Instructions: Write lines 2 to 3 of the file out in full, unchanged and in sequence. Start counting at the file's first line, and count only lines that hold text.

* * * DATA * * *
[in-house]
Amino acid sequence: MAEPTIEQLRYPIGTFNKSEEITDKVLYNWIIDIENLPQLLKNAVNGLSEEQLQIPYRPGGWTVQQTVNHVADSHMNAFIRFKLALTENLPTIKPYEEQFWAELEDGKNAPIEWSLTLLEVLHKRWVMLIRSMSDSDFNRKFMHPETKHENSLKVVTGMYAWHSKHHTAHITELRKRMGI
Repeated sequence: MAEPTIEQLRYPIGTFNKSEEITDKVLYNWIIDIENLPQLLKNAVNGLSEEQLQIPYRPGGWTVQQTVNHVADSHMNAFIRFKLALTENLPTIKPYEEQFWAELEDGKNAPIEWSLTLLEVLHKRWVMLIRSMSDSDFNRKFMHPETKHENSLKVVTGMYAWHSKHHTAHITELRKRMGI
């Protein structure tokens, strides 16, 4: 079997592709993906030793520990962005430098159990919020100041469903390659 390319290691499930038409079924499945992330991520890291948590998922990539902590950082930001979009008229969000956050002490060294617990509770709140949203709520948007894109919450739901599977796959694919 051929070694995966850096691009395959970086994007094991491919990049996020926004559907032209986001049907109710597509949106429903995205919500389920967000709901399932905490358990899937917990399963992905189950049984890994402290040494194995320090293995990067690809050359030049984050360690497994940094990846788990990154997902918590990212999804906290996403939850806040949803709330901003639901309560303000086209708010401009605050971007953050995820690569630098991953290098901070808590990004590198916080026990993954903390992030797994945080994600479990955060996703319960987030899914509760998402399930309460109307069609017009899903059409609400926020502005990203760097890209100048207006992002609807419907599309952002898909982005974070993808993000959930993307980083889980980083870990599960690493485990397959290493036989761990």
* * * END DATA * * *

Amino acid sequence: MAEPTIEQLRYPIGTFNKSEEITDKVLYNWIIDIENLPQLLKNAVNGLSEEQLQIPYRPGGWTVQQTVNHVADSHMNAFIRFKLALTENLPTIKPYEEQFWAELEDGKNAPIEWSLTLLEVLHKRWVMLIRSMSDSDFNRKFMHPETKHENSLKVVTGMYAWHSKHHTAHITELRKRMGI
Repeated sequence: MAEPTIEQLRYPIGTFNKSEEITDKVLYNWIIDIENLPQLLKNAVNGLSEEQLQIPYRPGGWTVQQTVNHVADSHMNAFIRFKLALTENLPTIKPYEEQFWAELEDGKNAPIEWSLTLLEVLHKRWVMLIRSMSDSDFNRKFMHPETKHENSLKVVTGMYAWHSKHHTAHITELRKRMGI